Store your resources in your very own folder.

Sign in or sign up today!

Find out more

Abracadabra! It’s Winnie the Witch!

Add to My Folder
This item has 4 stars of a maximum 5

Rated 4/5 from 3 ratings (Write a review)

By Korky Paulaward-winning illustrator

As a World Book Day treat, Korky Paul reveals how he came to illustrate the Winnie the Witch books, and offers a few tips for the next generation of artists…

KOrky bird

My big break in publishing came when my younger brother, Donald, worked for Oxford University Press (OUP). He wrangled a meeting for me with the then children’s books editor, Ron Heapy. Ron looked at my portfolio, photocopied a selection of illustrations and said, ‘We’ll put these on file,’ followed by the usual ‘don’t phone us, we’ll phone…’

As I slunk out, feeling a little depressed, Ron handed me a manuscript. ‘Do me three drawings. It’s an A4 format, paperback, staple bound and part of an Oxford reading programme. It’s about a witch who lives in a black house with a black cat. Written by an Australian school teacher called Valerie Thomas.’

A few weeks later I returned to OUP with three full-colour illustrations in a large picture book format. ‘That’s not what I asked for!’ Ron said.

‘I know, but it’s a great story,’ I replied. ‘Pity to publish it as an A4 staple bound…’

A year later…

Thousands of miles away in a suburban primary school in Melbourne, Australia, Miss Thomas stood in front of her class of wriggling seven year-olds and held up a picture book.

‘Look children,’ she proudly announced. ‘Here is my book that’s just been published far away in England, and it’s called Winnie the Witch – and it has been illustrated by a man called Korky Paul. He drew the pict…’

Suddenly, little Gabriella Mina (aged seven and three quarters) put up her hand and waved frantically.


‘My daddy went to school with Korky Paul…’

Eighteen months later…

I was sitting with Paul Teanby, Sales Manager at OUP, staring out of the vast windows of The Royal York Hotel. I became aware of a gentle nudging at my arm, then an urgent voice whispered, ‘Go on, get up…’ and Paul gave me a shove. I leapt up bewildered, and edged towards the front of the banqueting hall, through crowds of parents and children seated around the beautifully laid tables. Winnie the Witch had just won the Children’s Book Award hosted by the Federation of Children’s Book Groups (FCBG).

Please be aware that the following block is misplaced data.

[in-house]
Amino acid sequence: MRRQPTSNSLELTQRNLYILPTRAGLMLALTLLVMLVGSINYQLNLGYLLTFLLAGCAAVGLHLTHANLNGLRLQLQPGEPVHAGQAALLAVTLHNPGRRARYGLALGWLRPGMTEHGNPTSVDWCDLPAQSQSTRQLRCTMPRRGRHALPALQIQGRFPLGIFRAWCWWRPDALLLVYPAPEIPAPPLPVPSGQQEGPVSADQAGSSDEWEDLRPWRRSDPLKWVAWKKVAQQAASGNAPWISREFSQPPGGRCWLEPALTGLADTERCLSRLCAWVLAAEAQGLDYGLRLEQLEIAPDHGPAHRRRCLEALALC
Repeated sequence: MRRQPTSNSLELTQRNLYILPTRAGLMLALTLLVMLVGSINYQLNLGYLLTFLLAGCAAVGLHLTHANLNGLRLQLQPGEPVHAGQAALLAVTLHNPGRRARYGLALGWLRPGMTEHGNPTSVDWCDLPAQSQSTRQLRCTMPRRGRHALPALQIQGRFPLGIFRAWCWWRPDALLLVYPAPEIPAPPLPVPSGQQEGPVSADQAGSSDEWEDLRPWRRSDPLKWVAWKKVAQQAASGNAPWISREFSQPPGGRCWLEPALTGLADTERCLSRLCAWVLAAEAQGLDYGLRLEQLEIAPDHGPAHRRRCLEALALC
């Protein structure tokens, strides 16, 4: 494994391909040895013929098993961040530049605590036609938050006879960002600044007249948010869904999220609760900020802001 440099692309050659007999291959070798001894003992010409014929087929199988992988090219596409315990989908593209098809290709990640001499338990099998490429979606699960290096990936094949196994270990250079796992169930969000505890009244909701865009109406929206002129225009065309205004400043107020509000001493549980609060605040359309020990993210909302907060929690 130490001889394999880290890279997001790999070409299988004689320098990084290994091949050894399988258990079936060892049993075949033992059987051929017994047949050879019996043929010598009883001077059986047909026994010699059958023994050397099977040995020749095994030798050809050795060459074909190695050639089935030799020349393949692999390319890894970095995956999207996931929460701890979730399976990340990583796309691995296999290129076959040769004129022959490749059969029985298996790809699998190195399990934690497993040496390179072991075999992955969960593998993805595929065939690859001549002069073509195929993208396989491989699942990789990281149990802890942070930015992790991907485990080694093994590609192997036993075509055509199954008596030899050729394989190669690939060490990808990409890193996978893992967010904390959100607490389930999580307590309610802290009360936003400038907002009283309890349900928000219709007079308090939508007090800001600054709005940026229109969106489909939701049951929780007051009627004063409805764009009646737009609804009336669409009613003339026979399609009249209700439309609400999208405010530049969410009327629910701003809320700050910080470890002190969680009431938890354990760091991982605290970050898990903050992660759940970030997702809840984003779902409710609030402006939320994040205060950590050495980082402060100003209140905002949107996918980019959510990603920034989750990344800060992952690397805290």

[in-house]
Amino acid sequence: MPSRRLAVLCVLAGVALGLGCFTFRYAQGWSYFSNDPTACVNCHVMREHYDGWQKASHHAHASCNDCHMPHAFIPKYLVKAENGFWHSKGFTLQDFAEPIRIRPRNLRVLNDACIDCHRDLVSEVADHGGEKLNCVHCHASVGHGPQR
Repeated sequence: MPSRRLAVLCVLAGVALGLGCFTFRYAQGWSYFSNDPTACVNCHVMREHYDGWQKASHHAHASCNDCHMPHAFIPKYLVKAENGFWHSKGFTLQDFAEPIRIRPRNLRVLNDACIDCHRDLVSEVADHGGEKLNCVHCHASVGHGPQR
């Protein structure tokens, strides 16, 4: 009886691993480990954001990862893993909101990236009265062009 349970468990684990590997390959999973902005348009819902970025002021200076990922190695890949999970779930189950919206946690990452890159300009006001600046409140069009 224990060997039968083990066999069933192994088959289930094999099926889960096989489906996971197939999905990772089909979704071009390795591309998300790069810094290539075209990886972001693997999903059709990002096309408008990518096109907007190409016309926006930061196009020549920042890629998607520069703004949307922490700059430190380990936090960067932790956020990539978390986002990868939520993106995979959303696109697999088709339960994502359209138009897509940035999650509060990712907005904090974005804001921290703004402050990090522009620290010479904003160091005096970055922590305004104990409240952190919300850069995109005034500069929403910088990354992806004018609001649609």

Korky Paul’s top tips to illustration

  • Draw the outlines in a dark or strong colour.
  • Yellow is a great colour for colouring in shapes and backgrounds but not good for outlines.
  • Put light colours against dark colours.
  • Put busy textures against flat colours.
  • Use bold, simple shapes against complex detailed areas.
  • Throw away pencils and rubbers.
  • Do try and break all these rules.
  • At the end of the session, display the illustrations and conduct a review and discussion.

Korky Paul’s imagination workshops

Here are three drawing activities to encourage our fledging illustrators to create their own imaginative drawings and to feel proud of what they have achieved. I want to stretch their creative brain cells and show drawing is fun – and more importantly, that anyone can do it.

Drawing something fishy

The Fish Who Could Wish written by John Bush is a great source of inspiration for drawing fishes. John wrote a little poem to help inspire you:

Fish, Fish such simple things -

Head, tail, body, fins.

And yet this recipe comprises

A zillion colours, shapes and sizes.

Look carefully through The Fish Who Could Wish (aka Hamish) and see the many different shapes, sizes and colours of Hamish’s friends. Get ideas by looking at fishes I have illustrated (see activity sheets, below) – encourage the children to use their imaginations!

Drawing Winnie’s magical monsters

You can apply John’s rhyme to drawing monsters: Monsters, monsters, such scary things…

Look carefully through any Winnie picture book and, lurking somewhere in the background, you will see one of many magical monsters that live in Winnie’s black stately home. Get ideas by looking at the monsters I have illustrated – let imaginations run wild!

Drawing the ‘BIG O’ in KOrky

Print the kOrky signature on white or coloured paper. Get ideas by looking at the drawings I have illustrated using the ‘BIG 0’ in my signature. Encourage the children to use lots of colours and draw something in the ‘BIG O’.

Winnie to the Rescue!

Winnie to the Rescue! is part of a two-in-one book, published especially for World Book Day. The book includes two crazily-funny stories featuring everyone’s favourite witch. By flipping the book over, children can read Yuck’s Rotten Joke by Matt and Dave. The book can be purchased using the WBD £1 Book Tokens. For more information visit


  1. solin
    on 28 February 2010


    korky paul came in isb in my school